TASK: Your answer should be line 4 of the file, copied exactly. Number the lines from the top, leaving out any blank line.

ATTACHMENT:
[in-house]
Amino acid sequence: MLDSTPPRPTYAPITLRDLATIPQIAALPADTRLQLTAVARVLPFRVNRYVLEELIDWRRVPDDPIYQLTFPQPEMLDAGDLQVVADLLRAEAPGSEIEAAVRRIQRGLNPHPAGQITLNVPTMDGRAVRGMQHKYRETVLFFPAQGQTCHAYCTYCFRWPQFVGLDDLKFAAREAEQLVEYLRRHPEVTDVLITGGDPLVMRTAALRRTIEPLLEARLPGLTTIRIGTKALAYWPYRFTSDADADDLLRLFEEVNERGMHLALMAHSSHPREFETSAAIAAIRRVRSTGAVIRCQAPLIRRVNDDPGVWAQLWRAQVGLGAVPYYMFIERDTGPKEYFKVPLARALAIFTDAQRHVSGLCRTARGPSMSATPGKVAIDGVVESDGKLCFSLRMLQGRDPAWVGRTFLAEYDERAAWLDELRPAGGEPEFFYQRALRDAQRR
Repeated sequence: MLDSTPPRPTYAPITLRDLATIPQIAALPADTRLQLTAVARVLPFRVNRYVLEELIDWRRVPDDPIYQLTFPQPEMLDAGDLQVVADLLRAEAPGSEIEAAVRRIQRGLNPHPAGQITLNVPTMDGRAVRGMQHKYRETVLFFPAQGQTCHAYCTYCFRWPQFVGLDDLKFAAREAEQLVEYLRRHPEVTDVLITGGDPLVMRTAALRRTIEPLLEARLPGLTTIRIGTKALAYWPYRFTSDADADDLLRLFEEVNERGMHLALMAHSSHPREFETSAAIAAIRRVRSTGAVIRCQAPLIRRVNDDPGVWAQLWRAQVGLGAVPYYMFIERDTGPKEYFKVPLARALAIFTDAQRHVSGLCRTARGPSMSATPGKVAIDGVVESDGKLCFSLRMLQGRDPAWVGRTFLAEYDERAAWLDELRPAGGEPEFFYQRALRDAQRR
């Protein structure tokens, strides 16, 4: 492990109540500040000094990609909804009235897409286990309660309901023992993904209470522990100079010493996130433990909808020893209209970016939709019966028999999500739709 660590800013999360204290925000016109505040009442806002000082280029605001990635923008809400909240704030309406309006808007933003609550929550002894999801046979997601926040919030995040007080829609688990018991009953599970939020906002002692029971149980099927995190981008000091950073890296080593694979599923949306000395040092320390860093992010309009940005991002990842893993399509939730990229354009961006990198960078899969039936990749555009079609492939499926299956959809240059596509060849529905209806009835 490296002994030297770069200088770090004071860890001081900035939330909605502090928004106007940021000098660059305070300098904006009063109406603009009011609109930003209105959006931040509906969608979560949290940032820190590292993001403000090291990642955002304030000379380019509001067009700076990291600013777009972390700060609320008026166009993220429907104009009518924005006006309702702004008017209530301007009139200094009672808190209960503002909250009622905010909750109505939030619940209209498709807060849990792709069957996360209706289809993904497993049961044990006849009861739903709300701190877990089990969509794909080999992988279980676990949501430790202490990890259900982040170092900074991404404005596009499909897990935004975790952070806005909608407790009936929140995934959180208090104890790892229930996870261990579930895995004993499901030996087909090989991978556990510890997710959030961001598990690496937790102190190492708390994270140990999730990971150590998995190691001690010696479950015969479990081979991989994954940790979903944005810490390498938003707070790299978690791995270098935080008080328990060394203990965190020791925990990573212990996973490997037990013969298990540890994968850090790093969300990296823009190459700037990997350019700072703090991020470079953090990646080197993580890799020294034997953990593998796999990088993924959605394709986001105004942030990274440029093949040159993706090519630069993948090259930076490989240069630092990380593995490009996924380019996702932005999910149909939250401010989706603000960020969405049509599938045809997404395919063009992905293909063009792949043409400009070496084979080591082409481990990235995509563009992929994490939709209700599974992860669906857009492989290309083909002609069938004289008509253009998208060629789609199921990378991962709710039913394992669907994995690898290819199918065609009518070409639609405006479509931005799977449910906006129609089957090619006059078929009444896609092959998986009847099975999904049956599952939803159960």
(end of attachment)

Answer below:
């Protein structure tokens, strides 16, 4: 492990109540500040000094990609909804009235897409286990309660309901023992993904209470522990100079010493996130433990909808020893209209970016939709019966028999999500739709 660590800013999360204290925000016109505040009442806002000082280029605001990635923008809400909240704030309406309006808007933003609550929550002894999801046979997601926040919030995040007080829609688990018991009953599970939020906002002692029971149980099927995190981008000091950073890296080593694979599923949306000395040092320390860093992010309009940005991002990842893993399509939730990229354009961006990198960078899969039936990749555009079609492939499926299956959809240059596509060849529905209806009835 490296002994030297770069200088770090004071860890001081900035939330909605502090928004106007940021000098660059305070300098904006009063109406603009009011609109930003209105959006931040509906969608979560949290940032820190590292993001403000090291990642955002304030000379380019509001067009700076990291600013777009972390700060609320008026166009993220429907104009009518924005006006309702702004008017209530301007009139200094009672808190209960503002909250009622905010909750109505939030619940209209498709807060849990792709069957996360209706289809993904497993049961044990006849009861739903709300701190877990089990969509794909080999992988279980676990949501430790202490990890259900982040170092900074991404404005596009499909897990935004975790952070806005909608407790009936929140995934959180208090104890790892229930996870261990579930895995004993499901030996087909090989991978556990510890997710959030961001598990690496937790102190190492708390994270140990999730990971150590998995190691001690010696479950015969479990081979991989994954940790979903944005810490390498938003707070790299978690791995270098935080008080328990060394203990965190020791925990990573212990996973490997037990013969298990540890994968850090790093969300990296823009190459700037990997350019700072703090991020470079953090990646080197993580890799020294034997953990593998796999990088993924959605394709986001105004942030990274440029093949040159993706090519630069993948090259930076490989240069630092990380593995490009996924380019996702932005999910149909939250401010989706603000960020969405049509599938045809997404395919063009992905293909063009792949043409400009070496084979080591082409481990990235995509563009992929994490939709209700599974992860669906857009492989290309083909002609069938004289008509253009998208060629789609199921990378991962709710039913394992669907994995690898290819199918065609009518070409639609405006479509931005799977449910906006129609089957090619006059078929009444896609092959998986009847099975999904049956599952939803159960």